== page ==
Reading the labels will save you a lot of trouble when buying your tubes. Some watercolor pigments will cost more than others to produce. Often these pricy pigments are the more permanent ones. If you look at the picture, you will notice a series with a letter next to it. This will tell you how much your tube will cost. Letters range from A to F, A being the cheapest and F the pricier tube. Usually, the art store will have a list of prices for each series. A tube from the F series can literally cost you double the price of the one in an A series, so be careful what you pick. If you have a low budget, take the time to see if similar colors are of a different series. Sometimes going for the cheaper version is the best solution for your wallet and you will not really see the difference on the canvas.

    A pricier tube might also mean that the paint in it is dangerous for your health. Don't worry, it doesn't mean it's a bad idea to paint with it. But eating it might be. And I am not saying this because I think that everyday artist literally eat their paint! But I know that some of you readers are parents and we all know how kids like colorful paints. Some even like to put random things in their mouths, and since we never know when an accident might happen, a concerned parent will be happy to take the time to read that health label! I'm aware that the picture I provided isn't exactly clear. The big X is hard to miss, but under it I can read the clear words "harmful" on my Vermillion paint tube (which we cannot see on the picture). I think that by law, it's obligatory to write if a product is dangerous or not, so if you cannot see this information clearly stated on the tube, it might be a bad idea to buy this certain brand of paint.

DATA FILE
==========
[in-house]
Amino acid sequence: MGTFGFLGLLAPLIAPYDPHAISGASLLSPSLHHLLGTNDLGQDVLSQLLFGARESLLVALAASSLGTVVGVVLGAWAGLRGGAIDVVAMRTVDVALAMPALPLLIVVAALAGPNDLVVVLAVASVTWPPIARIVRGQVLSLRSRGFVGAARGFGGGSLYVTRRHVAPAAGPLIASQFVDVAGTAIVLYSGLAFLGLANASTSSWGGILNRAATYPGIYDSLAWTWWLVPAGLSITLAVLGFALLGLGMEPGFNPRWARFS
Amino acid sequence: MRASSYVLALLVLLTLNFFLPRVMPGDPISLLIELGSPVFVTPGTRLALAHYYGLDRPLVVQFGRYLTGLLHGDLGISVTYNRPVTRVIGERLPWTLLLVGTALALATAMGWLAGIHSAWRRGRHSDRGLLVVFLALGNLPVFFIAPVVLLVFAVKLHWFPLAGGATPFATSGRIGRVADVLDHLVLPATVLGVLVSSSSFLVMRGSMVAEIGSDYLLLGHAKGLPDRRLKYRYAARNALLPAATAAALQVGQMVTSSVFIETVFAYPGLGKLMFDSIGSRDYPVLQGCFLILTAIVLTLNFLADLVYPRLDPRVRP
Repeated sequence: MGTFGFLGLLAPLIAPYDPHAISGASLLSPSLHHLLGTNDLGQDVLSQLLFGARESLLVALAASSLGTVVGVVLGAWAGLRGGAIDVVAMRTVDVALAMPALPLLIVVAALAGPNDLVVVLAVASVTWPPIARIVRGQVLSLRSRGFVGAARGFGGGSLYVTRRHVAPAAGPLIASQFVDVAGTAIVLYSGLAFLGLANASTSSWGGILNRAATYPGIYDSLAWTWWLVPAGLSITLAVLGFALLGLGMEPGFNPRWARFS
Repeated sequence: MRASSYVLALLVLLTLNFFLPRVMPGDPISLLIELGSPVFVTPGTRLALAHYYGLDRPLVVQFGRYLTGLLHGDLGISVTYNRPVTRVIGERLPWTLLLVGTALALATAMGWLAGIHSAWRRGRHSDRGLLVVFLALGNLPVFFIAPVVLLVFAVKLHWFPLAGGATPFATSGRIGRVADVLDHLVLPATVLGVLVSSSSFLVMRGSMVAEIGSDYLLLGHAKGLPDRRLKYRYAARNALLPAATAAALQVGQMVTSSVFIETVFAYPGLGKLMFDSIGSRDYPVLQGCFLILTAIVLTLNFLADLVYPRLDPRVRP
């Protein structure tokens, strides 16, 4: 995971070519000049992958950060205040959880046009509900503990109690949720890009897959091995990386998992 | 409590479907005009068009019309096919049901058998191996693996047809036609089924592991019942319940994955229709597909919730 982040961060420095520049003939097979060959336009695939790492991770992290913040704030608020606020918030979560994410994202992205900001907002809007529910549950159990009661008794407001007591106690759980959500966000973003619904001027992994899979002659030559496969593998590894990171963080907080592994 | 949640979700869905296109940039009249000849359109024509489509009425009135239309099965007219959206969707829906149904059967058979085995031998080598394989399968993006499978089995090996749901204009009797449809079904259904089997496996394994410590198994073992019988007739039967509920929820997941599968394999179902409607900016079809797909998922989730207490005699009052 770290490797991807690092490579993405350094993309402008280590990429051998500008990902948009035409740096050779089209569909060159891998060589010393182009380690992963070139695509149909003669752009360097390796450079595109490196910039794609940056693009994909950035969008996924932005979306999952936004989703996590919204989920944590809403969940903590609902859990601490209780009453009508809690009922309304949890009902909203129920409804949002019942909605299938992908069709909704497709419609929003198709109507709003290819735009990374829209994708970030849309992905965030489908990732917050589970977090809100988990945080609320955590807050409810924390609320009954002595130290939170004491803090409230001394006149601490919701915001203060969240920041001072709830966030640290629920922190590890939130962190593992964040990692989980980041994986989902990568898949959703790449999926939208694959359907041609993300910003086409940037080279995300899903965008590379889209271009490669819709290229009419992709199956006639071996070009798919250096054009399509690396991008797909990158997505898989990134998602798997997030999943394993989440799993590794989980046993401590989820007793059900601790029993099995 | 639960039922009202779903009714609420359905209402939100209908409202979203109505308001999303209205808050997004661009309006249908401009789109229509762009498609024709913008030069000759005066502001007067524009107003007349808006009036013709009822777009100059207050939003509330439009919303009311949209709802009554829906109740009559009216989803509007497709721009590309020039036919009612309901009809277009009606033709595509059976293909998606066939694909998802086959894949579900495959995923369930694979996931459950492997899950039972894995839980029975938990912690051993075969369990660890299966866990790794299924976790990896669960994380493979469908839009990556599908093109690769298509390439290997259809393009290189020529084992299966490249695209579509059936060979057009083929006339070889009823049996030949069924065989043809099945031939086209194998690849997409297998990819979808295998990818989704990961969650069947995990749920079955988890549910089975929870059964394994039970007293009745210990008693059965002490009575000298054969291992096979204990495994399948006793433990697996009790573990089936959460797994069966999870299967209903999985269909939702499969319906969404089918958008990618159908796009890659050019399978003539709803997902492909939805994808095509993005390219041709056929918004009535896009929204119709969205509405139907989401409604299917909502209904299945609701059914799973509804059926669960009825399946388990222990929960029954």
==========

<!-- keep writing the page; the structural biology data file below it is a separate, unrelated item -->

Building up Your Own Palette

    Knowing what brand to buy is a nice start but one might be overwhelmed by all the choices of colors they can find. That's perfectly normal. Remember that you do not need to buy every single color available in the rack. You can always mix colors to get what you need. So starting with the basic colors is always a good idea. Black, white, blue, red, yellow. Maybe also take orange, purple, and green. If you have extra money to buy a few more tubes, pick only 2 or 3 colors that you really like. (Honest! That's how I pick my own. I just pick a color that appeals to me and that I think I will be using in my work!)

    I know some art stores hate it when people do this, but if you can, open the tube to see the actual color. That little colored label on the tube just isn't accurate. Most of the time, colors are just brighter in the tube. Sometimes, the art store will provide painted samples. That's another nice tool to use when choosing a color. I also like to keep track of the colors I have so that I don't buy the same tube twice. Most brands will provide a free pamphlet of the color codes with colored samples. Pick one up and mark the tubes you just bought on it. Keep it safely with you every time you shop.

    Tip on How to Keep your Paint Wet for a Long Time

    It is possible to keep paint that came out of a tube wet for a long time. All you need is a good palette system. I'm sure a lot of you know what about these paint containers that come with numbered paintings? Most craft and art supply shops sell these containers empty too. Acrylic paint can stay wet for quite a long time in these containers; this also applies to watercolor paint. Keep each color you bought in its individual container and identify each container with the color code of your tube. You are set! If you see that the paint in the container starts drying, just put a drop or two of water and close the container. The paint will become wet again like it was fresh out of the tube!


    I sound like I am repeating myself, but reading labels when buying any art supplies is important for so many reasons. Knowing what you are buying will always save you a lot of trouble. Don't buy cheap supplies just because they are cheap, especially if the labels are unclear or unavailable. Take the time to ask questions about the products if you aren't sure. Ask artists friends for information or suggestions too!

    What's Next?

    I'm thinking of doing a nice step-by-step tutorial of a watercolor painting, but also covering some basic watercolor techniques to achieve certain effect while painting!

    Annie Rodrigue